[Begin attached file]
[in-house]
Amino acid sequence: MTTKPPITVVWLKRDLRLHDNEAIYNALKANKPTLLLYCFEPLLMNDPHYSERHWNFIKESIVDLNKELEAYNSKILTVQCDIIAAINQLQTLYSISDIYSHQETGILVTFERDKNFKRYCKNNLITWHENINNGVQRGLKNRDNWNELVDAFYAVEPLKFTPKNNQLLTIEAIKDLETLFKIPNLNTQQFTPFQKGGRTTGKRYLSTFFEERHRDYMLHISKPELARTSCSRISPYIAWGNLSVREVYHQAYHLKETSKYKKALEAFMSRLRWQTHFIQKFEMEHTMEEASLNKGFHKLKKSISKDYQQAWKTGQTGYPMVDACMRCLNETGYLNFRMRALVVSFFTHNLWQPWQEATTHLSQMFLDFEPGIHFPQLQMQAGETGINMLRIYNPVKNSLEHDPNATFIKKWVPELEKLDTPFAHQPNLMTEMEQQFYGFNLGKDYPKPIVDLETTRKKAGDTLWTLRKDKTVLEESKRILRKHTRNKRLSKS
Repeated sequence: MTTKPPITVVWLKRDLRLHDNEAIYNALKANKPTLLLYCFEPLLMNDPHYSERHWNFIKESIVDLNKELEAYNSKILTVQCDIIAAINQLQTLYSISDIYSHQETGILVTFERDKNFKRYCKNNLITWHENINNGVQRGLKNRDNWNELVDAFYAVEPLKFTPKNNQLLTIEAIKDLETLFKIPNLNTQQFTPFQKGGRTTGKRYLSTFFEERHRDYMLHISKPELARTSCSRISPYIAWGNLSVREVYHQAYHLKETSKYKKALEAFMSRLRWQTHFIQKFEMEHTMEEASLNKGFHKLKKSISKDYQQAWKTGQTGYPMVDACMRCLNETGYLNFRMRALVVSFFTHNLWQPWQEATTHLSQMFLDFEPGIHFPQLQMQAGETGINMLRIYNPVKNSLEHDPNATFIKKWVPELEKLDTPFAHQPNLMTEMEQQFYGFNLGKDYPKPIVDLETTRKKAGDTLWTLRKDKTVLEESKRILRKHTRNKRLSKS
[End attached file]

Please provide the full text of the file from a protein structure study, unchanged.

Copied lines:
[in-house]
Amino acid sequence: MTTKPPITVVWLKRDLRLHDNEAIYNALKANKPTLLLYCFEPLLMNDPHYSERHWNFIKESIVDLNKELEAYNSKILTVQCDIIAAINQLQTLYSISDIYSHQETGILVTFERDKNFKRYCKNNLITWHENINNGVQRGLKNRDNWNELVDAFYAVEPLKFTPKNNQLLTIEAIKDLETLFKIPNLNTQQFTPFQKGGRTTGKRYLSTFFEERHRDYMLHISKPELARTSCSRISPYIAWGNLSVREVYHQAYHLKETSKYKKALEAFMSRLRWQTHFIQKFEMEHTMEEASLNKGFHKLKKSISKDYQQAWKTGQTGYPMVDACMRCLNETGYLNFRMRALVVSFFTHNLWQPWQEATTHLSQMFLDFEPGIHFPQLQMQAGETGINMLRIYNPVKNSLEHDPNATFIKKWVPELEKLDTPFAHQPNLMTEMEQQFYGFNLGKDYPKPIVDLETTRKKAGDTLWTLRKDKTVLEESKRILRKHTRNKRLSKS
Repeated sequence: MTTKPPITVVWLKRDLRLHDNEAIYNALKANKPTLLLYCFEPLLMNDPHYSERHWNFIKESIVDLNKELEAYNSKILTVQCDIIAAINQLQTLYSISDIYSHQETGILVTFERDKNFKRYCKNNLITWHENINNGVQRGLKNRDNWNELVDAFYAVEPLKFTPKNNQLLTIEAIKDLETLFKIPNLNTQQFTPFQKGGRTTGKRYLSTFFEERHRDYMLHISKPELARTSCSRISPYIAWGNLSVREVYHQAYHLKETSKYKKALEAFMSRLRWQTHFIQKFEMEHTMEEASLNKGFHKLKKSISKDYQQAWKTGQTGYPMVDACMRCLNETGYLNFRMRALVVSFFTHNLWQPWQEATTHLSQMFLDFEPGIHFPQLQMQAGETGINMLRIYNPVKNSLEHDPNATFIKKWVPELEKLDTPFAHQPNLMTEMEQQFYGFNLGKDYPKPIVDLETTRKKAGDTLWTLRKDKTVLEESKRILRKHTRNKRLSKS